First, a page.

Thursday, 29 July 2010


There are few things in the natural world more complex and highly evolved than feathers. We take them so much for granted as we see them blowing about in the wind or lining a bird's nest, but they really do demand a closer look. Having found a primary (flight feather) from a House Sparrow (Passer domesticus) on our front garden this morning, I thought it would be good to have a closer look, under the microscope. Here, magnified 10 times, you can see the individual filaments separating along the trailing edge of the feather.
It has been suggested in the past, that feathers developed from reptilian scales - although this theory has been questioned in recent years. Each feather consists of a hollow shaft, quill or calamus, strong and very lightweight, tapering into a rachis as it gets towards the feather tip. From the rachis, there arise the  many, soft barbs which interlock to form the main, vane structure (and the part we normally see). Each barb, is covered with even smaller, hook-like structures called barbules, which aid this interlocking. Birds can often be seen grooming and pulling their feathers through their beaks, this helps to 'zip' the barbs back together to maintain an unbroken surface area.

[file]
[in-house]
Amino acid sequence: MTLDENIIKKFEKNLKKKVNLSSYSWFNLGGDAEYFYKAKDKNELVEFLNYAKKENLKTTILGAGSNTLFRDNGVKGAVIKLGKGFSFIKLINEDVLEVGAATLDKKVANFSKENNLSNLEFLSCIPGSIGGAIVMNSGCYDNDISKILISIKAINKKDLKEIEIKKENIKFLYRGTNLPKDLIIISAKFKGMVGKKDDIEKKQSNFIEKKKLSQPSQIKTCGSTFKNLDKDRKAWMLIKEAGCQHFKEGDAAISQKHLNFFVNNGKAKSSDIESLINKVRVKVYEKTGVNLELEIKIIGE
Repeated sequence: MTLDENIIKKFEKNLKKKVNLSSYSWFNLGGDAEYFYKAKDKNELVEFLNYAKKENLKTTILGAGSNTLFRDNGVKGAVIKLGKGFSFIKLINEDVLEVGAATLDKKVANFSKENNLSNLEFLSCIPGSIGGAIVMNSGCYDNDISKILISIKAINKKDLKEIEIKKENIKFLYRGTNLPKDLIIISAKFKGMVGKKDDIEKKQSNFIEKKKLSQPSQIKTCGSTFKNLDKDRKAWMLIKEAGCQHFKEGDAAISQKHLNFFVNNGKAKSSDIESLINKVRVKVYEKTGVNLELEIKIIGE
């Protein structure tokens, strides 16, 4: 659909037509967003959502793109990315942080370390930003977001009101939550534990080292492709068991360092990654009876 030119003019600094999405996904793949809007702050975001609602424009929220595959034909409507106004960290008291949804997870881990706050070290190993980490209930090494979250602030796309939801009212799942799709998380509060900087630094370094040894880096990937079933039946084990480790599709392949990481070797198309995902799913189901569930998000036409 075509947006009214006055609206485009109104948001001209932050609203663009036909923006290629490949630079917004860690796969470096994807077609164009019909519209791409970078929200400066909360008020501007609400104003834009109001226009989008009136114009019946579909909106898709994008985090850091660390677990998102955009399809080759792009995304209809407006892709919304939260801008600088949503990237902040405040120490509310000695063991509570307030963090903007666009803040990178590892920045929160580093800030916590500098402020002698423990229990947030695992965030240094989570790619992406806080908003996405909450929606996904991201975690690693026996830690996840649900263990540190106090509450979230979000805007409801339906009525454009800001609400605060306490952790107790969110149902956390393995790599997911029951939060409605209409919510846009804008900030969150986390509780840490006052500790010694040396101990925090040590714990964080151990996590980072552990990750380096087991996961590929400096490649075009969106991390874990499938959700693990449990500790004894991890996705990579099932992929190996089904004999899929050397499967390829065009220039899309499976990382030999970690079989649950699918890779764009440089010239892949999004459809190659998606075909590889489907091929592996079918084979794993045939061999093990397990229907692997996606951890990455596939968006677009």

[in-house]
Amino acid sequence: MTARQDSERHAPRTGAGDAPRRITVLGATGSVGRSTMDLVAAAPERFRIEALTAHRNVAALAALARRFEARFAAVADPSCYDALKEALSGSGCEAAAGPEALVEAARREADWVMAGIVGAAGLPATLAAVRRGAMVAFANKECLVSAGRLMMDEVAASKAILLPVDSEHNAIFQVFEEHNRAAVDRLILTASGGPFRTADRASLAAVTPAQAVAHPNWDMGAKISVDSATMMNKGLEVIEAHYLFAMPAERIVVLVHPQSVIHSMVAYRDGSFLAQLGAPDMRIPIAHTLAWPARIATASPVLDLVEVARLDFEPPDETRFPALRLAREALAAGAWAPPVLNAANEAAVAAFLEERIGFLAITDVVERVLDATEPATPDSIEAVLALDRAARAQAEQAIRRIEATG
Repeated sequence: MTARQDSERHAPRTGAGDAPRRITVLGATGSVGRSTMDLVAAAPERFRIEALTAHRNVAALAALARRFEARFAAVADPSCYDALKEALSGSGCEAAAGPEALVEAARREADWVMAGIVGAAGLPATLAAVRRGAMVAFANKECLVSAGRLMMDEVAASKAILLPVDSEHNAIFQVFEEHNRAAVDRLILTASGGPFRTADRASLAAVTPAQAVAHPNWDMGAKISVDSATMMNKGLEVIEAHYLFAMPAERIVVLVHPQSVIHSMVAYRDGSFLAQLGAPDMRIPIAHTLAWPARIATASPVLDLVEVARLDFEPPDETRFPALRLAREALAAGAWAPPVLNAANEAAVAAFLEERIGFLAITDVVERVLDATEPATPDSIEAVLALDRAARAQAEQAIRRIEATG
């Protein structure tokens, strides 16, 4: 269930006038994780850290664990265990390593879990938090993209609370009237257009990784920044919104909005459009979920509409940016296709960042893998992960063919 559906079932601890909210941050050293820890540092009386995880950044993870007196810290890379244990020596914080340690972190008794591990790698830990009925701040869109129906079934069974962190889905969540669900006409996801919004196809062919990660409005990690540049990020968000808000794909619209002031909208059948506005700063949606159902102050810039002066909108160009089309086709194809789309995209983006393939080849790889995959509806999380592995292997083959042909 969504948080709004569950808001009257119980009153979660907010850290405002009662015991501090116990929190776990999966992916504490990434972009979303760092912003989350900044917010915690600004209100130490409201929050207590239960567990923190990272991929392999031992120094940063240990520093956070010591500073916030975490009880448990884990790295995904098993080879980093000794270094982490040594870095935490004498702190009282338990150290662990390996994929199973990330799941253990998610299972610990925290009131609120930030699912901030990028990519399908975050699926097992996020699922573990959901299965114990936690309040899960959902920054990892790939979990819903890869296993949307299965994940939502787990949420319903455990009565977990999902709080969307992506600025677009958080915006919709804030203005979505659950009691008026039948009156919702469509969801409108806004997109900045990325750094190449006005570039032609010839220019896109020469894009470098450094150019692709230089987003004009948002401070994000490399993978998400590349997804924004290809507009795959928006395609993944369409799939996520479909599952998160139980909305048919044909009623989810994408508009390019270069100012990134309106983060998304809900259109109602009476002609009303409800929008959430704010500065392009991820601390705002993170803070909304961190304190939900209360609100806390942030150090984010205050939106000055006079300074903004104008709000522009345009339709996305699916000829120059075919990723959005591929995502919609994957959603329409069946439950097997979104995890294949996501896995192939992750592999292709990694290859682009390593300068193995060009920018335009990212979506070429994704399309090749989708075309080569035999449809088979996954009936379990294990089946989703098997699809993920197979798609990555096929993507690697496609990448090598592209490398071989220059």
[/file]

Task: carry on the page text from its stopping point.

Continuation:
Feathers are made of the same material which goes to make up the bird's beaks and claws. This keratin protein is much the same thing as makes our finger nails and hair, although in birds, it much tougher.
The ends of these feathers look 'tatty' under the microscope, as they disintegrate into a fine powder which is combed into the feathers to help waterproof them. It is this powder (along with various feather parasites and their droppings) which can be such a problem to some people producing allergic reactions and breathing difficulties.
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